Believe Me is a film that succeeds primarily because of all the faith it has in itself. Despite being an underdog film with a story that seems a little too familiar, it’s pulled off with confidence by all involved.
College student Sam (Chronicle’s Alex Russell) learns that his scholarship has expired and needs to raise almost ten grand in order to graduate. While accompanying a friend to a church function, he sees the charitable Christians as perfect marks. With the help of a couple frat buddies, Sam launches project “Get Wells Soon,” a fake charity to help children in Africa. Their party organizing skills paired with Sam’s natural preaching abilities lead them on a cross country tour where believers fall hook, line and sinker for their “God Squad” act.
Much like their schtick, the film relies on the charm of its lead, Russell, who’s likable even though he shouldn’t be. The same goes for his frat buddies, particularly the sleazy Pierce played by Miles Fisher, who is like a Texan Christian Bale. To support the young cast, we’re treated to seasoned comedic actors such as Christopher McDonald and the perpetually cast-behind-a-desk Nick Offerman who goes a little off the rails in his one scene that feels like it includes several outtakes.
Writer/ director Will Bakke is able to take a pretty predictable story and make it entertaining through humorous characterization, good pacing and some flare in what could have otherwise been a very visually boring picture. Bakke is a Christian, but this isn’t a preachy film. It’s more an extension of his previous documentary work (One Nation Under God and Beware of Christians) that explored the tricky nature of faith rather than condemning or sermonizing. Of course, the film does conclude with an obvious moral, but fortunately the credits roll just before it looks like a message is about to be shoved into our faces.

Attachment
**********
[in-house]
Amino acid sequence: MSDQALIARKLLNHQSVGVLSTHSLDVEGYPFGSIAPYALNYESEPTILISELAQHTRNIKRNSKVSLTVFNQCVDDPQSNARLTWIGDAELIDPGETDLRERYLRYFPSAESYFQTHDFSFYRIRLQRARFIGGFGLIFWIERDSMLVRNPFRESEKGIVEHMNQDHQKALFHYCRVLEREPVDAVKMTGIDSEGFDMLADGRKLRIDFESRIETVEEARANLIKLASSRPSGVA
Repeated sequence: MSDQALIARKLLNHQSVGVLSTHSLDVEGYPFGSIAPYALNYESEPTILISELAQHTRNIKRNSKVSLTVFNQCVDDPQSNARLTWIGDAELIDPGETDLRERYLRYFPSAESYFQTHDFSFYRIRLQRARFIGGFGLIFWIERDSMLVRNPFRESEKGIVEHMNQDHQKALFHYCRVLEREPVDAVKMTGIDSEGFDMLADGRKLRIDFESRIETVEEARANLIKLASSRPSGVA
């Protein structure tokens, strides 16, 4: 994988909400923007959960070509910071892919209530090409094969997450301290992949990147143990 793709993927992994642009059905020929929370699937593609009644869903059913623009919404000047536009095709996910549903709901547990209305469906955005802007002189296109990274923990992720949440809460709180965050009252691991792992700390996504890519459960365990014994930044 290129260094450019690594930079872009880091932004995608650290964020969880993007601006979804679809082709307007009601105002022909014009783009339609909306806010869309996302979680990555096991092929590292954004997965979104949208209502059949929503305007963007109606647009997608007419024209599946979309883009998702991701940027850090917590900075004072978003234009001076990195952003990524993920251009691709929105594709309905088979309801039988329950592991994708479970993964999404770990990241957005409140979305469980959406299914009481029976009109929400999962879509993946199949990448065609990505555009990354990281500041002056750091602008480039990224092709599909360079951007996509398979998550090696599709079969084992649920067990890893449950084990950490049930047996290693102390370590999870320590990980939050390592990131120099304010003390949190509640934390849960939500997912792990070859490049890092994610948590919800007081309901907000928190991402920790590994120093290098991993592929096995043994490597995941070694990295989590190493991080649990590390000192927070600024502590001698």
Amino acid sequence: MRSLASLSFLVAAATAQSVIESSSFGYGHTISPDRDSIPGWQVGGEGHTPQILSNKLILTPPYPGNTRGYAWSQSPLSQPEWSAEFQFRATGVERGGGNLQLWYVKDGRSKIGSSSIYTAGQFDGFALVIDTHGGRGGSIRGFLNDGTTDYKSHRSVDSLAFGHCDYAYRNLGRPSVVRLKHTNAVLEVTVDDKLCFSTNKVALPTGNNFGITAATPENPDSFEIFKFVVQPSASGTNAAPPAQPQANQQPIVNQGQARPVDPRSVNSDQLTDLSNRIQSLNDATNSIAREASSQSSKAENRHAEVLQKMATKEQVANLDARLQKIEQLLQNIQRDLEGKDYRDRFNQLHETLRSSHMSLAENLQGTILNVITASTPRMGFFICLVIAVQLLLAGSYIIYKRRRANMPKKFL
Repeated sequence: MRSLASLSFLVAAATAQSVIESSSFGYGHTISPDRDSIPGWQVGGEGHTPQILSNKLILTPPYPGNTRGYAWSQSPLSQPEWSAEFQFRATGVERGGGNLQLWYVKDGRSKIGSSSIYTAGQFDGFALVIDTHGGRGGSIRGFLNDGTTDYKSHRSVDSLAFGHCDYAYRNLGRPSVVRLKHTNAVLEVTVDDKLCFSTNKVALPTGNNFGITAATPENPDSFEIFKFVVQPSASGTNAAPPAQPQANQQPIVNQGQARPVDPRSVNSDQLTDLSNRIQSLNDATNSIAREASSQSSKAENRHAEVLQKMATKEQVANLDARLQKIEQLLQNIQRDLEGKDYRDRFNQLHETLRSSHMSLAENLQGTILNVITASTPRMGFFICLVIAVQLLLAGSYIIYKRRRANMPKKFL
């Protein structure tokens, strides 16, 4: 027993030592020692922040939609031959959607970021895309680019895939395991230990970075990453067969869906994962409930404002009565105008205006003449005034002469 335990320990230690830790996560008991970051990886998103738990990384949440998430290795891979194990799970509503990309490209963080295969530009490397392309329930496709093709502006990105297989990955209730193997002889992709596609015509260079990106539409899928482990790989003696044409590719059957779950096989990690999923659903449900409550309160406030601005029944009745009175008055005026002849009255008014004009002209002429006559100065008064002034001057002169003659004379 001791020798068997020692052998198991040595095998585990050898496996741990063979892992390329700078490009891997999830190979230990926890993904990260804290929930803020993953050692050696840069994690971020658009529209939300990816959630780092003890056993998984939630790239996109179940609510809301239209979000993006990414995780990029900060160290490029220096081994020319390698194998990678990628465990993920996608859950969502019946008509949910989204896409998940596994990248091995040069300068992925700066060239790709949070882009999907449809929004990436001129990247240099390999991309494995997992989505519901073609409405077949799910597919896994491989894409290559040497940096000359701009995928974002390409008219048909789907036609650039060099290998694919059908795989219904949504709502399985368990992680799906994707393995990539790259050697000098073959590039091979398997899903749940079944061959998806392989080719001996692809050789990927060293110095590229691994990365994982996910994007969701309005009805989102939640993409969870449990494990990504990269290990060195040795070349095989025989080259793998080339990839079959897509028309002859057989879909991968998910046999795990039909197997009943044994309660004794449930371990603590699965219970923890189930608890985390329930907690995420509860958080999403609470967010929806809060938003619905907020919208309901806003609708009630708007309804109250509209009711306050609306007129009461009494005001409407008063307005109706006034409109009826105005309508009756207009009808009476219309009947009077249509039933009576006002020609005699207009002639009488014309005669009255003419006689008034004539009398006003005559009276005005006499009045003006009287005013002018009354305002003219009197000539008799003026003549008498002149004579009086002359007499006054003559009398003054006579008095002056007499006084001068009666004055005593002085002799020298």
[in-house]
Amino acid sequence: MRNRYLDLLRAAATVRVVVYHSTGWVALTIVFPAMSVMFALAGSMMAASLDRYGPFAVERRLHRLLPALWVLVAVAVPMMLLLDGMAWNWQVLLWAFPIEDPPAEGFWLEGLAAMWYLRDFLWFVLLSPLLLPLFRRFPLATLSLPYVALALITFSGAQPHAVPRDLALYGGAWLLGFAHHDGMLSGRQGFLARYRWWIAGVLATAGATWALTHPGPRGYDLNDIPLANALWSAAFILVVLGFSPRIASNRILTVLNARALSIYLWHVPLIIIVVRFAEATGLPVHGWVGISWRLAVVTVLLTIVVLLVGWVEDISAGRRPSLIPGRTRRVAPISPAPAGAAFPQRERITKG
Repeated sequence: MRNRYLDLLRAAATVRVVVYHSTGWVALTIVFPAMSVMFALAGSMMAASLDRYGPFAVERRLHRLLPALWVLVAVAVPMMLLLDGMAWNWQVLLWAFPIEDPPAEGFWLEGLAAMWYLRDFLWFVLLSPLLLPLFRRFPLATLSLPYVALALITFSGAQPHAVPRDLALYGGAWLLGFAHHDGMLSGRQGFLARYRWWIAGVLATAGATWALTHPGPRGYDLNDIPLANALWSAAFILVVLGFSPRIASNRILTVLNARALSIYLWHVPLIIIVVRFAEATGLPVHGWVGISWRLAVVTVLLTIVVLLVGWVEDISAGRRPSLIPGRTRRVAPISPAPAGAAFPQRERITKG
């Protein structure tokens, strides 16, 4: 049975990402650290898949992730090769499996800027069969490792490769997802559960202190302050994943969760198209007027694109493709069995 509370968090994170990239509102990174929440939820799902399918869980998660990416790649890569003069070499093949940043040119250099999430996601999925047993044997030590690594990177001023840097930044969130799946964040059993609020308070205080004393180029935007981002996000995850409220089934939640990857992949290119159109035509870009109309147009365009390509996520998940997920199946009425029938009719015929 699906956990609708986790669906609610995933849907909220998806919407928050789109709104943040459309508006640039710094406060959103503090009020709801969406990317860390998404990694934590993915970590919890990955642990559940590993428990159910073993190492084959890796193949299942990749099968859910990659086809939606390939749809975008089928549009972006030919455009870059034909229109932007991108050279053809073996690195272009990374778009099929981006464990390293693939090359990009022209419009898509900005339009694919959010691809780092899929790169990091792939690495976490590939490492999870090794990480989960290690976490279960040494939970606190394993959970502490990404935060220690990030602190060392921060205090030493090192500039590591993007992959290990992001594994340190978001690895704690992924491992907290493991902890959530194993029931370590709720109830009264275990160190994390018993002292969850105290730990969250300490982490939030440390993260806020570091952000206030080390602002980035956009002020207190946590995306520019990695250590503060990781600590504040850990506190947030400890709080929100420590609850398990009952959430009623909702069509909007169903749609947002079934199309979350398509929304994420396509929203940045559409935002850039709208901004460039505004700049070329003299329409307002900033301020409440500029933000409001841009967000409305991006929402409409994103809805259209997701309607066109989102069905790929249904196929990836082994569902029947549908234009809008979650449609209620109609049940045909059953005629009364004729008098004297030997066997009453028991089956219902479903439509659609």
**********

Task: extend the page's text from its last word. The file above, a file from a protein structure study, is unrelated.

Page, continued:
As the title suggests, much of the film is about the nature of truth. Is it lying to preach something you don’t really believe in when those listening do? There’s no definitive word of God, so what makes a preacher more qualified to spread his message than these guys, especially if the effect is the same? Even though it doesn’t make a lot of sense in the context of the scene, the film’s theme is basically stated in an early moment where Sam asks a fraternity pledge to lie about the hazing he’s had to go through. “So you want me to sell out?” he asks, to which Sam replies “No, I want you to buy in.” Language is funny thing and can be extremely manipulative when used effectively. Ultimately the film is about the power words can have on our innermost beliefs, for better or worse. While the subject may sound lofty, the film still delivers the comedy people will go see it for.
Believe Me opens Sept. 26 at Carlton Cinema